Asan Plenum

Session: North Korea’s Nuclear Threat
Date/Time: May 14, 2024 / 16:20-17:40

Damin Jung, Korea National Defense University

Sue Mi Terry, Council on Foreign Relations

Ahn Ho-Young, Kyungnam University
Naoko Aoki, RAND Corporation
Bruce Bennett, RAND Corporation
John Everard, Former UK Ambassador to DPRK
Morimoto Satoshi, Former Minister of Defense, Japan
Su Hao, China Foreign Affairs University
Session Sketch:
Plenary Session 4 “North Korea’s nuclear threat” discussed the growing nuclear and missile threats from North Korea amid the changing security environments on the Korean Peninsula including the increasing trade of weapons between North Korea and Russia, and the competition in satellite development between the two Koreas. A key theme of the session was differing thoughts on how the regional players could produce an effective deterrence against the North Korean nuclear threats. Sue Mi Terry, senior fellow for Korea studies at the Council on Foreign Relations (CFR), opened the session by asking the speakers whether the United States would need to change its policy towards North Korea, citing some Korea watchers who argue that Washington should give up its unrealistic goal of persuading North Korea to denuclearize and instead turn to sanctions relief in exchange of freezing North Korea’s plutonium nuclear facilities.

Ambassador Ahn Ho-young, chair professor at Kyungnam University and former ambassador to the United States, saw suspending North Korea’s development of nuclear weapons in return for sanctions lift as an undesirable option when negotiating with North Korea. Ambassador Ahn pointed out that even though the idea of freezing North Korea’s nuclear program has long been discussed, we should note that the context has changed since the meeting between Vladimir Putin and Kim Jong-un last September. He said lifting sanctions amid the intensifying ties between Russia and North Korea would only increase tensions when North Korea can strengthen two different capabilities of nuclear and conventional capabilities at the same time, which could turn into a substantial threat.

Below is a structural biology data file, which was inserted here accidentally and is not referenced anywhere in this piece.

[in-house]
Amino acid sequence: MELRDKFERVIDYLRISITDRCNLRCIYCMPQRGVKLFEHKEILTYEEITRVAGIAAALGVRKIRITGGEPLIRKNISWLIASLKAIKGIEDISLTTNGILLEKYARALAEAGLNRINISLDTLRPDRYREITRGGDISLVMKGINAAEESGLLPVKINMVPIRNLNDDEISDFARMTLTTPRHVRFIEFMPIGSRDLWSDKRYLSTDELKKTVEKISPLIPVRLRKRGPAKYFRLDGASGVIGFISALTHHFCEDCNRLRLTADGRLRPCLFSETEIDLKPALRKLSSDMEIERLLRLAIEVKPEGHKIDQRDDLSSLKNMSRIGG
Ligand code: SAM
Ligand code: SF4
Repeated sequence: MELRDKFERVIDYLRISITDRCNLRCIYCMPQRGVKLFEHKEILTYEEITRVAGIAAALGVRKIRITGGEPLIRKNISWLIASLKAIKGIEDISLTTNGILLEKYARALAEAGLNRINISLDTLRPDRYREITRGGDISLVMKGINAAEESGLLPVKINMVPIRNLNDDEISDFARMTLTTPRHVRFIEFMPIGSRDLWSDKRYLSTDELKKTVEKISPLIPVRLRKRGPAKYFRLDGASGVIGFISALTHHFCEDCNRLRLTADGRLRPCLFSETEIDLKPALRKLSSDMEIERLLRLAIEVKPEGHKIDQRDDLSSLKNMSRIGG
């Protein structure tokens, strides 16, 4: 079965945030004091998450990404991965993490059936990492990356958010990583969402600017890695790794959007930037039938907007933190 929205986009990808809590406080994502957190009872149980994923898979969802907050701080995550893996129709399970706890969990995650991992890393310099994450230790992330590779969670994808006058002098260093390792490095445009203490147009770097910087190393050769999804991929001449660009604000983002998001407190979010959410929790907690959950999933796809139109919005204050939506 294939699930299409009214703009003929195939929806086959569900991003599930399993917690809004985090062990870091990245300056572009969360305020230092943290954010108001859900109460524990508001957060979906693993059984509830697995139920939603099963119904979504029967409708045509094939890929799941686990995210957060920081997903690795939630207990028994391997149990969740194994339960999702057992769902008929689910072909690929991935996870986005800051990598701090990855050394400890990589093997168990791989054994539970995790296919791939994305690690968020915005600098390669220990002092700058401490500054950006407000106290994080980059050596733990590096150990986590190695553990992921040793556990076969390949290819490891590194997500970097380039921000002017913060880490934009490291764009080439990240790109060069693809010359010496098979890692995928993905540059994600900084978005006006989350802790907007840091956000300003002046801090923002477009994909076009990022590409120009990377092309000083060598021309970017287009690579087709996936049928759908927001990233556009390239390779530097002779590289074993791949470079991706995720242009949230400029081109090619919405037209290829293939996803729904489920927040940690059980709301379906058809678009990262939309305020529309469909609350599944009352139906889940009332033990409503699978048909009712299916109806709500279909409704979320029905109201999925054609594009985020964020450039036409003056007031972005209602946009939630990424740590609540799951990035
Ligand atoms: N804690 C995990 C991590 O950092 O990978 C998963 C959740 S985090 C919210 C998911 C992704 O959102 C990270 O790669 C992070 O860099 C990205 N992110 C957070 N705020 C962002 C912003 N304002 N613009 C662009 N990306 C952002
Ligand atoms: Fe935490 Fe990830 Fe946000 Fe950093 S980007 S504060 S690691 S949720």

Professor Bruce Bennett, an adjunct international/defense researcher at the RAND Corporation argued that the United States and South Korea should find creative ways to coerce North Korea to freeze its nuclear weapon production. Mr. Bennett emphasized the importance of using outside information when North Korea’s leader Kim is extremely concerned about outside information like K-pop or K-dramas.

Dr. John Everard, Former U.K. Ambassador to DPRK, addressed the worsening geographical situation on the Korean Peninsula since the collapse of the summit between former U.S. President Donald Trump and Kim in February 2018. Amb. Everard noted that North Korea’s change of policy last December, where they abandoned the previous peaceful reunification with South Korea. He cited North Korea’s collapsing economy and erosion of state control as reasons behind this policy shift. Amb. Everard then emphasized the role of China in dissuading North Korea from continuing their nuclear programs.

Dr. Su Hao, professor in the Department of Diplomacy and founding director of the Center for Strategic and Peace Studies at China Foreign Affairs University, observed that the deepening division of Koreas is beneficial for North Korea in that it could continue its nuclear weapons development. Professor Su also noted that the United States is also getting benefits from the current situation in that it is forging a huge Indo-Pacific coalition. However, he said the regional players should go back to the principle of denuclearization by focusing on their common interests.

Dr. Naoko Aoki, associate political scientist at the RAND Corporation, focused on the importance of the top-level political commitment of the trilateral cooperation among the United States, South Korea, and Japan. Dr. Naoko said that even though such trilateral efforts will not stop North Korea from testing missiles, it could still complicate North Korea’s strategic calculations.

Minister Morimoto Satoshi, former Japanese Minister of Defense, pointed out the growing nuclear and missile threats from North Korea, citing its development of reconnaissance satellites and increasing trade of weapons with Russia, as well as the policy shift of abandoning the unification with South Korea. Minister Morimoto noted that the U.S. Initiative for Integrated Air and Missile Defense could tackle complex threats such as North Korea’s solid-fuel missiles and space-launched vehicles.

* The views expressed herein are summaries written by rapporteurs and may not necessarily reflect the views of the speakers, their affiliated institutions, or the Asan Institute for Policy Studies.